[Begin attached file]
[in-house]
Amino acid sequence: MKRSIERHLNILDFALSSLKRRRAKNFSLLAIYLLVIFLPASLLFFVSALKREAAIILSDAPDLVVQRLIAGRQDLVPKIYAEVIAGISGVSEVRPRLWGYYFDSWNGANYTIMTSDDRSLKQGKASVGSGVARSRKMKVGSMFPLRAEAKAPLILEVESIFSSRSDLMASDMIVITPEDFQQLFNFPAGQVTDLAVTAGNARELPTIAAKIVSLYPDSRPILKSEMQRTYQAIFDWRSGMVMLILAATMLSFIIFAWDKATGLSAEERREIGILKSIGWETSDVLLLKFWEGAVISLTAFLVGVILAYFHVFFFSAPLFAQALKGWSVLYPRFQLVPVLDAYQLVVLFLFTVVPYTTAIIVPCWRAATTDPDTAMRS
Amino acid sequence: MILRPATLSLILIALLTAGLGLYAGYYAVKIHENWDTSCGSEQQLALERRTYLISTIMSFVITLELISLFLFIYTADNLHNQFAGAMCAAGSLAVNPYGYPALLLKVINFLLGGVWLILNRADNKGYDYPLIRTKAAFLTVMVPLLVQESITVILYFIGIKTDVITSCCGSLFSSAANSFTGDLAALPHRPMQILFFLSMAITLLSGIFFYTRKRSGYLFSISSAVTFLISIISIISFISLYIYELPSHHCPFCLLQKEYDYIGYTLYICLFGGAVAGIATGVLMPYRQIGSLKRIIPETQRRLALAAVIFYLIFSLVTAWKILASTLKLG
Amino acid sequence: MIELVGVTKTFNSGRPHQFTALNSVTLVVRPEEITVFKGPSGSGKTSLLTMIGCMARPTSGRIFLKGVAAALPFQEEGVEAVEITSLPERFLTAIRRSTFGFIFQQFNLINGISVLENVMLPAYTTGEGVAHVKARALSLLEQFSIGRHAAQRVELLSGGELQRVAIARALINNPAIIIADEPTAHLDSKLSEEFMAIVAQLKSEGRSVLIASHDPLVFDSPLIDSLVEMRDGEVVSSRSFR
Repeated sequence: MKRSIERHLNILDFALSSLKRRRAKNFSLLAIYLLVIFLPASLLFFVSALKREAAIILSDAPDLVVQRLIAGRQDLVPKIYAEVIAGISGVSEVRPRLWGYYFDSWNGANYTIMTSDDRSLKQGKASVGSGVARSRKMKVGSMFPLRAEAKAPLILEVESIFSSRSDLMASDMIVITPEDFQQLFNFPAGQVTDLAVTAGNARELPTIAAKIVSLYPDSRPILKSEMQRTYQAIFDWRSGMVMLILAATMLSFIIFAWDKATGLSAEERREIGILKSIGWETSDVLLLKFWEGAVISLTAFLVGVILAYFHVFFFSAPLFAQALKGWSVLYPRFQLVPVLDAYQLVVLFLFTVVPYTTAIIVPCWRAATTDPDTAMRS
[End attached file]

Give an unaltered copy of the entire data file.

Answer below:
[in-house]
Amino acid sequence: MKRSIERHLNILDFALSSLKRRRAKNFSLLAIYLLVIFLPASLLFFVSALKREAAIILSDAPDLVVQRLIAGRQDLVPKIYAEVIAGISGVSEVRPRLWGYYFDSWNGANYTIMTSDDRSLKQGKASVGSGVARSRKMKVGSMFPLRAEAKAPLILEVESIFSSRSDLMASDMIVITPEDFQQLFNFPAGQVTDLAVTAGNARELPTIAAKIVSLYPDSRPILKSEMQRTYQAIFDWRSGMVMLILAATMLSFIIFAWDKATGLSAEERREIGILKSIGWETSDVLLLKFWEGAVISLTAFLVGVILAYFHVFFFSAPLFAQALKGWSVLYPRFQLVPVLDAYQLVVLFLFTVVPYTTAIIVPCWRAATTDPDTAMRS
Amino acid sequence: MILRPATLSLILIALLTAGLGLYAGYYAVKIHENWDTSCGSEQQLALERRTYLISTIMSFVITLELISLFLFIYTADNLHNQFAGAMCAAGSLAVNPYGYPALLLKVINFLLGGVWLILNRADNKGYDYPLIRTKAAFLTVMVPLLVQESITVILYFIGIKTDVITSCCGSLFSSAANSFTGDLAALPHRPMQILFFLSMAITLLSGIFFYTRKRSGYLFSISSAVTFLISIISIISFISLYIYELPSHHCPFCLLQKEYDYIGYTLYICLFGGAVAGIATGVLMPYRQIGSLKRIIPETQRRLALAAVIFYLIFSLVTAWKILASTLKLG
Amino acid sequence: MIELVGVTKTFNSGRPHQFTALNSVTLVVRPEEITVFKGPSGSGKTSLLTMIGCMARPTSGRIFLKGVAAALPFQEEGVEAVEITSLPERFLTAIRRSTFGFIFQQFNLINGISVLENVMLPAYTTGEGVAHVKARALSLLEQFSIGRHAAQRVELLSGGELQRVAIARALINNPAIIIADEPTAHLDSKLSEEFMAIVAQLKSEGRSVLIASHDPLVFDSPLIDSLVEMRDGEVVSSRSFR
Repeated sequence: MKRSIERHLNILDFALSSLKRRRAKNFSLLAIYLLVIFLPASLLFFVSALKREAAIILSDAPDLVVQRLIAGRQDLVPKIYAEVIAGISGVSEVRPRLWGYYFDSWNGANYTIMTSDDRSLKQGKASVGSGVARSRKMKVGSMFPLRAEAKAPLILEVESIFSSRSDLMASDMIVITPEDFQQLFNFPAGQVTDLAVTAGNARELPTIAAKIVSLYPDSRPILKSEMQRTYQAIFDWRSGMVMLILAATMLSFIIFAWDKATGLSAEERREIGILKSIGWETSDVLLLKFWEGAVISLTAFLVGVILAYFHVFFFSAPLFAQALKGWSVLYPRFQLVPVLDAYQLVVLFLFTVVPYTTAIIVPCWRAATTDPDTAMRS